Impact on transition
On transition to AASB 16, APRA recognised additional Right-of-Use assets and additional lease liabilities, recognising the difference in retained earnings. Previous lease incentive liabilities under AASB 117 were written off to retained earnings on initial adoption of AASB16. The overall impact on transition is summarised below:
1 July 2019
Right of Use - property, plant and equipment
Other payables - Minimum lease liabilities
Other payables - Lease incentives
Interest bearing liabilities
Total adjustment recognised in retained earnings
The following table reconciles the minimum lease commitments disclosed in APRA's 30 June 2019 financial statements to the amount of lease liabilities recognised on 1 July 2019:
1 July 2019
Minimum operating lease commitment at 30 June 2019
Less: short-term leases not recognised under AASB 16
Less: lease GST not recognised under AASB 16
Plus: effect of extension options reasonably certain to be exercised
Undiscounted lease payments
Less: effect of discounting using the incremental borrowing rate as at the date of initial application
Lease liabilities recognised at 1 July 2019
APRA is exempt from all forms of taxation except Fringe Benefits Tax (FBT) and Goods and Services Tax (GST).
Reporting of administered activities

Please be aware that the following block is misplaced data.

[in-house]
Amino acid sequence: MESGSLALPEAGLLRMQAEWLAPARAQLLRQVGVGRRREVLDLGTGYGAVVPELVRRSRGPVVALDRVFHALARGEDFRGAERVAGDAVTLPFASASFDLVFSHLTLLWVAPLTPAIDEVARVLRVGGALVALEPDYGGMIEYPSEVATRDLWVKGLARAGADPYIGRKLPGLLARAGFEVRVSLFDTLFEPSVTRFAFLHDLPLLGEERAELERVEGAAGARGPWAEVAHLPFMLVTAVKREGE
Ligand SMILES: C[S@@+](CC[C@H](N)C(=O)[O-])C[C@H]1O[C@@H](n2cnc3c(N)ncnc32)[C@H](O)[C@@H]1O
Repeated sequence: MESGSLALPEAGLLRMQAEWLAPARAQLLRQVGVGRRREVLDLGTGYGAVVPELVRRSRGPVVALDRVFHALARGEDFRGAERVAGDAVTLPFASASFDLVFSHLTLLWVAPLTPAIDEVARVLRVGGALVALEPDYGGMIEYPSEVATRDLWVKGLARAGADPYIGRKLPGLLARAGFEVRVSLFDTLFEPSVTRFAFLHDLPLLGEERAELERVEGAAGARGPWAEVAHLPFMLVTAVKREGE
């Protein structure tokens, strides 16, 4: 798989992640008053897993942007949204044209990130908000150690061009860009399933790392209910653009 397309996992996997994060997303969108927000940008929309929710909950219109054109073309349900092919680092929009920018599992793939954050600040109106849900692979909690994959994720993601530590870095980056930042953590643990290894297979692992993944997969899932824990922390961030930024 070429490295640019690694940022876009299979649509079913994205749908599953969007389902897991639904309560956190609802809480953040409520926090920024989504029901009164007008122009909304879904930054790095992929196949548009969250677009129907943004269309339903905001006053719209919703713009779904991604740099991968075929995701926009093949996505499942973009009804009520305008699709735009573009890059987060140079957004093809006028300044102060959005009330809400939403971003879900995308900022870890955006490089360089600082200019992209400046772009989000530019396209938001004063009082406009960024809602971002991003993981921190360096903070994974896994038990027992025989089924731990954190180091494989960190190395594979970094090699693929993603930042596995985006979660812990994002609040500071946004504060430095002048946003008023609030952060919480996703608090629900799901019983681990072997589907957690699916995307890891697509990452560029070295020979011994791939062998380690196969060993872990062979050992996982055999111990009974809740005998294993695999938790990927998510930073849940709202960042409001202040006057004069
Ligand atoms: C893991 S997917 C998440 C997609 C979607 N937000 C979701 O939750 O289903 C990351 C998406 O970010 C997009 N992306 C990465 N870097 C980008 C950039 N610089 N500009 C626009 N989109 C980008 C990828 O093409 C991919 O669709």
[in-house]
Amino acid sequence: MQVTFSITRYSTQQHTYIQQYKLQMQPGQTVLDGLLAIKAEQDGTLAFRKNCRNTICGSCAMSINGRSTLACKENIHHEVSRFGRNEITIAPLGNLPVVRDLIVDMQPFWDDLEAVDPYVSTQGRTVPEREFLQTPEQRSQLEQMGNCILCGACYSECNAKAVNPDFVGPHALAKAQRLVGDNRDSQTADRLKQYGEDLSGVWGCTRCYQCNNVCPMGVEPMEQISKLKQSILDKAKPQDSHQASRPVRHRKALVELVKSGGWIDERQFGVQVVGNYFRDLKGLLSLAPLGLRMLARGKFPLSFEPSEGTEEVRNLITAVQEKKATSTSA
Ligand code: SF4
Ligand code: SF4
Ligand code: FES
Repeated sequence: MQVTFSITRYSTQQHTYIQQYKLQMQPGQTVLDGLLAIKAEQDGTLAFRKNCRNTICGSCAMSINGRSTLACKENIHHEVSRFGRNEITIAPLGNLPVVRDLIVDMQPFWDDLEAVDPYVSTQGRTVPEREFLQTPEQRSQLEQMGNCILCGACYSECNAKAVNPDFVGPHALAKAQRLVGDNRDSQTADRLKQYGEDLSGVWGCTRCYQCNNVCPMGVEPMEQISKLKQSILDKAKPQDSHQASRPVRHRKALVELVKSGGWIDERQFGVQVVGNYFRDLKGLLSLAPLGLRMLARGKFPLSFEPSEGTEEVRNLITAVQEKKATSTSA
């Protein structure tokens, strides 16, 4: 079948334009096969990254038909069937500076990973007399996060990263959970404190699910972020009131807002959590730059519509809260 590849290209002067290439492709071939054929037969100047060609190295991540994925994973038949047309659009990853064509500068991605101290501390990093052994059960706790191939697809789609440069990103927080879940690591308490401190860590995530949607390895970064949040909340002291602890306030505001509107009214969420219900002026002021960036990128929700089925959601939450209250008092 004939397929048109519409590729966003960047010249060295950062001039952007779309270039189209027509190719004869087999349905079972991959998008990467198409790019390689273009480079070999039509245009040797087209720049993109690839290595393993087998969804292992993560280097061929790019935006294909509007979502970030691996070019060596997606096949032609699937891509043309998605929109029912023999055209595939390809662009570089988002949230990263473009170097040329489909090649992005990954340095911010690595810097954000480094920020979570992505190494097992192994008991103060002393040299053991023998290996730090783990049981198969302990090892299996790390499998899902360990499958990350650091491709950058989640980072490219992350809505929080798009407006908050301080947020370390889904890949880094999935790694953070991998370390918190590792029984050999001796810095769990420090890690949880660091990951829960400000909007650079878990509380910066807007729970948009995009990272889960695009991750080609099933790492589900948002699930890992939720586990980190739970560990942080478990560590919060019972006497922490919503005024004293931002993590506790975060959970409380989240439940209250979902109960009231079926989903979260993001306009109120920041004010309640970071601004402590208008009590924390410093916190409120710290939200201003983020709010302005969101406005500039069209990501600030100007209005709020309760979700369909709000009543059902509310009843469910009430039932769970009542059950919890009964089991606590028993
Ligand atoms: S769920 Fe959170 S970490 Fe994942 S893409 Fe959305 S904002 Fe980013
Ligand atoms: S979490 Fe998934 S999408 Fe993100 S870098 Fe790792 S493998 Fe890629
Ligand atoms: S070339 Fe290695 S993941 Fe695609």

Administered revenues, expenses, assets, liabilities and cash flows are disclosed in the Administered Schedules and related notes. These administered items are distinguished from departmental items throughout these financial statements by background shading.
Except where otherwise stated below, administered items are accounted for on the same basis and using the same policies as for departmental items, including the application of Australian Accounting Standards.
Events after the reporting period
There were no significant events occurring after the statement of financial position date that have the potential to significantly affect the ongoing structure or financial activities of APRA.
There were no significant events occurring after the statement of financial position date that have the potential to significantly affect the administered activities of APRA.